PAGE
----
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NBA draft's most pressing questions

Special to FOX Sports NBA DRAFT.NET, Sam Littman
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With the draft less than a month away, teams, players and fans are starting to get antsy. This particular draft, with its bevy of mysterious (and elite) foreign talents, odd disbursement of picks (the Cavs are the first team to hold multiple top four picks since 1983) and alleged lack of superior talent, has presented a great deal of questions that need answering so we can start to make sense of the puzzle.

Just as the 14 lottery picks often define the draft, these 14 questions encapsulate the most pressing issues concerning the draft, and what will eventually come to define it.

14. Which unproven prospect will a team most likely reach for?

The obvious answer might appear to be Bismack Biyombo, though the Congolese center has actually proven himself more than many of this year's most popular high risk/high reward prospects. Biyombo averaged 2.3 blocks in just 17 minutes for a top international team this past season and recorded the first ever triple-double at the Hoops Summit. Fellow raw talents Travis Leslie, Josh Selby, Jereme Richmond and Cory Joseph, in comparison, have done nothing, but their potential can't be totally ignored. After a terrific combine, Selby usurps Leslie as the player most likely to get the most looks from teams picking anywhere from the early teens right on down to the early 40s. Selby, as many predicted, was a workout wonder: his 42-inch max vertical leap was matched only by Iman Shumpert, and ranks as the ninth-highest jump recorded in the history of the combine. At 6-3/195, Selby measured as big as could have been expected, staking his claim as the most physically gifted PG prospect. One team in the first round will doubtlessly turn a blind eye to his horrible freshman stats with the hope he can fulfill his potential.

13. Will the Knicks reach for a potential franchise PG or take the best player available?

You can always count on the Knicks faithful to put on a good show immediately after the team's selection is announced, and for them to be reliably displeased with whoever they take. Unless Brandon Knight falls to them at No. 17, you can count on a fairly entertaining reaction. But from a serious basketball perspective, this pick is extremely important considering the Knicks' massive potential. With no NBA-ready centers expected to be available at 17, the Knicks will likely take a PG or a versatile scorer who can help out immediately, though they'll also give a couple defensive specialists — especially Kenneth Faried — a hard look. If the Knicks are to go with a PG, they'd likely be choosing between Darius Morris and Josh Selby, with Morris being the much more sensible pick. Morris has amazing size (6-5/190) and the pass-first mentality a team with Amar'e and Carmelo requires. However, the PG they draft would be expected to become their franchise floor general, and there might not be one worthy of that responsibility. It'll be very hard for them to pass on Jordan Hamilton, Klay Thompson or Marshon Brooks, as their depth was decimated in the Carmelo trade.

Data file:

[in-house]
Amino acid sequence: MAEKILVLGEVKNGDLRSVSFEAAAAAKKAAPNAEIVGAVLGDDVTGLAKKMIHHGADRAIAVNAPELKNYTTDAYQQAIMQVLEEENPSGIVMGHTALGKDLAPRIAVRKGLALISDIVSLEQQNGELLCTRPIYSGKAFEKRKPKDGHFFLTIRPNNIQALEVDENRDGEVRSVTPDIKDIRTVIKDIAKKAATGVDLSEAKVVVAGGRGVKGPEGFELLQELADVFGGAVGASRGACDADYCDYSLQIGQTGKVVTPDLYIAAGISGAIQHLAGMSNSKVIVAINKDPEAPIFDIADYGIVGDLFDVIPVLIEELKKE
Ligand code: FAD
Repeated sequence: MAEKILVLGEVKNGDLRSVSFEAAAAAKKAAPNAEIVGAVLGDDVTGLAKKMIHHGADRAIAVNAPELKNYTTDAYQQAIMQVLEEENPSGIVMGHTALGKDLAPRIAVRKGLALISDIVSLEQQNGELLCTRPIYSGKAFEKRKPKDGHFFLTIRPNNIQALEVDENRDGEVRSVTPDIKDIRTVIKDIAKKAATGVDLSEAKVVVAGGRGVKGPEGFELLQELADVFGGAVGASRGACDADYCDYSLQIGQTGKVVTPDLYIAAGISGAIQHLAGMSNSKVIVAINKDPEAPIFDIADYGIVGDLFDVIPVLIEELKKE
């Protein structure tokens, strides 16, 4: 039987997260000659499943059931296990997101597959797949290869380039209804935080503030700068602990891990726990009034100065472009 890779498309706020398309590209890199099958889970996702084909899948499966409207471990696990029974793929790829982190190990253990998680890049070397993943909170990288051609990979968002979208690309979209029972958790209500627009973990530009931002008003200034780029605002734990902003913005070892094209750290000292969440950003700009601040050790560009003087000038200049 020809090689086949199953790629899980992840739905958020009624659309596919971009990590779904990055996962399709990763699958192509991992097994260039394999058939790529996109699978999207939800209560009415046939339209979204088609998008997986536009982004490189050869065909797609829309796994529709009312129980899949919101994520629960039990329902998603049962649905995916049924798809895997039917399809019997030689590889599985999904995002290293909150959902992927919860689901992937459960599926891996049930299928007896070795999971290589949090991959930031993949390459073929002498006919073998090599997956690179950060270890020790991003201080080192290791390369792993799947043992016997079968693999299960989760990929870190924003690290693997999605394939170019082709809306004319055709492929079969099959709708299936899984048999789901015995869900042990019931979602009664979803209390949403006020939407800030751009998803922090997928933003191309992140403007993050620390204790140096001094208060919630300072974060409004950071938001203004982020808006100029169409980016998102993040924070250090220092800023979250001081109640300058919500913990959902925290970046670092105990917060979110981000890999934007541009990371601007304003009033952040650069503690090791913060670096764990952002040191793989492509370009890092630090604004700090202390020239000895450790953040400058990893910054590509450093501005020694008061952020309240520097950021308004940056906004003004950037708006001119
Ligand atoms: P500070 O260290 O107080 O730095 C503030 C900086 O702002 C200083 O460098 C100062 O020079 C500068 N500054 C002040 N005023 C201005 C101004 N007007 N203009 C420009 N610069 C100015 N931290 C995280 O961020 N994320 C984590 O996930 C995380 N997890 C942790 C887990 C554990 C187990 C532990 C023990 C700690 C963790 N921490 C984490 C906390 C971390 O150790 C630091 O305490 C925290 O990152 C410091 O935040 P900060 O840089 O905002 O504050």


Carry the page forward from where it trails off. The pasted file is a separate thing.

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For more analysis of all the picks and trades, check out NBADraft.net.

12. What is Enes Kanter's game, and where does he fit?

Kanter has just about all the qualities scouts look for in an elite center prospect: size (6-11/259), post moves, good form and range on his jumper, satisfactory athleticism and a willingness to bang in the post. The Cavs can't justify taking him No. 1 because the consensus is he simply isn't as good a prospect as Derrick Williams or Kyrie Irving. The Wolves would love to nab a franchise center, but Kanter could be seen as too similar to Kevin Love — a skilled big — but lacking in defensive attributes. The Jazz could ultimately pass on him in favor of Brandon Knight because of their loaded frontcourt. Kanter plays like a true center, but won't hesitate to take the open 16-footer, making him a perfect fit for the Wizards, a team he's expressed interest in playing for, thanks to fellow Kentucky Wildcat John Wall already being there. However, they already have an athletic, defensive-minded center in JaVale McGee firmly in place. A good center is the rarest player in the NBA right now. You'd think there would be a greater premium on a guy with Kanter's size and skill.

11. Which franchise is under the most pressure to hit a home run?

Just a couple years ago, crazed Pistons fans were rocking the Palace at Auburn Hills and leading the league in attendance as the team tried to earn a seventh consecutive conference finals berth. This past season, they struggled to win 30 games, almost deserted their coach and finished 18th in the league in attendance. The Cavs are still the team most in need of a miracle, but with the first and fourth picks, it'll be hard to criticize them. The Pistons, on the other hand, are set to pick eighth, a relative no man's land where the can't-miss prospects will be gone and the guessing begins. They have glaring holes at point guard and center, and a major hole at the swing, with Tayshaun Prince and Tracy McGrady set to become free agents. With no worthy point guards expected to be on the board, look for them to target a nice mix of solid bets (Kawhi Leonard), good fits (Tristan Thompson) and extremely high risk/extremely high reward big men (Biyombo). In whichever direction they choose to go, the Pistons will need to make the most of their pick, because should they swing and miss, they could be handicapped for years.